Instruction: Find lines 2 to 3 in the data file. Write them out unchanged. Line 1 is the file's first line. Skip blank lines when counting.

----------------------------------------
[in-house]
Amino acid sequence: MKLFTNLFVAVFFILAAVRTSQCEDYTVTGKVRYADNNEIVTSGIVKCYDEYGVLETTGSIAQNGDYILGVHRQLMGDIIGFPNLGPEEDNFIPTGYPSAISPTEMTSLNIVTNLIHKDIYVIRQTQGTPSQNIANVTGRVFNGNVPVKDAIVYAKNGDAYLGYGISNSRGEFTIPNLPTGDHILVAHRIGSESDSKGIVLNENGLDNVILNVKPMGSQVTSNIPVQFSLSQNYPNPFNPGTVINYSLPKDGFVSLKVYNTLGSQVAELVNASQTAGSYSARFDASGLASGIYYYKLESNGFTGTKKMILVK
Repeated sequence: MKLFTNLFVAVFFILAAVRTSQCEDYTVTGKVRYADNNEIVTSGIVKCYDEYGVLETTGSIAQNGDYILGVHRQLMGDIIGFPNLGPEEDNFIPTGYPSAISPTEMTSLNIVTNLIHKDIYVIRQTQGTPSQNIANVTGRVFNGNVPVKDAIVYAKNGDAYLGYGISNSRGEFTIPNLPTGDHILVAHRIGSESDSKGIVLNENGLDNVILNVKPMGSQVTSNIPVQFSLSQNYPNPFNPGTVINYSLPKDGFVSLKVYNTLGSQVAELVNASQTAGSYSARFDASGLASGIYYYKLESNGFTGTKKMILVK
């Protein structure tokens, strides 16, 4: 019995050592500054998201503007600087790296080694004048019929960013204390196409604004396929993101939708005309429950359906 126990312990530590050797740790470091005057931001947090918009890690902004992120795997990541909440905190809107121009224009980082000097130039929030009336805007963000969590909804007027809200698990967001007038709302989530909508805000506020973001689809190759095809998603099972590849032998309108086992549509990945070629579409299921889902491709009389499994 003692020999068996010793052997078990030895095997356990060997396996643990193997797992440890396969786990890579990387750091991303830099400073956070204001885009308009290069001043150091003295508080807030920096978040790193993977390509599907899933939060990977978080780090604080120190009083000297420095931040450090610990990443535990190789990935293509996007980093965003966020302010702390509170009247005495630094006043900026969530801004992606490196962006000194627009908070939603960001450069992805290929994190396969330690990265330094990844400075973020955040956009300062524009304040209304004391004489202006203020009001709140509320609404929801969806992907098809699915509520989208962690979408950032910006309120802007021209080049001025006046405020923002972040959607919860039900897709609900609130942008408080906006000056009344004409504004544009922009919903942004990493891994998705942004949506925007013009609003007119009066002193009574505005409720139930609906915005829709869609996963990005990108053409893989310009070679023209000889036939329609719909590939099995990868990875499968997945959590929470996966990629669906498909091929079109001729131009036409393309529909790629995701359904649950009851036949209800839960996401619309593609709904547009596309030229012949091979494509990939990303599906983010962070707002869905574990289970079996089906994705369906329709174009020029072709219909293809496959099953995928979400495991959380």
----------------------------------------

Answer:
Amino acid sequence: MKLFTNLFVAVFFILAAVRTSQCEDYTVTGKVRYADNNEIVTSGIVKCYDEYGVLETTGSIAQNGDYILGVHRQLMGDIIGFPNLGPEEDNFIPTGYPSAISPTEMTSLNIVTNLIHKDIYVIRQTQGTPSQNIANVTGRVFNGNVPVKDAIVYAKNGDAYLGYGISNSRGEFTIPNLPTGDHILVAHRIGSESDSKGIVLNENGLDNVILNVKPMGSQVTSNIPVQFSLSQNYPNPFNPGTVINYSLPKDGFVSLKVYNTLGSQVAELVNASQTAGSYSARFDASGLASGIYYYKLESNGFTGTKKMILVK
Repeated sequence: MKLFTNLFVAVFFILAAVRTSQCEDYTVTGKVRYADNNEIVTSGIVKCYDEYGVLETTGSIAQNGDYILGVHRQLMGDIIGFPNLGPEEDNFIPTGYPSAISPTEMTSLNIVTNLIHKDIYVIRQTQGTPSQNIANVTGRVFNGNVPVKDAIVYAKNGDAYLGYGISNSRGEFTIPNLPTGDHILVAHRIGSESDSKGIVLNENGLDNVILNVKPMGSQVTSNIPVQFSLSQNYPNPFNPGTVINYSLPKDGFVSLKVYNTLGSQVAELVNASQTAGSYSARFDASGLASGIYYYKLESNGFTGTKKMILVK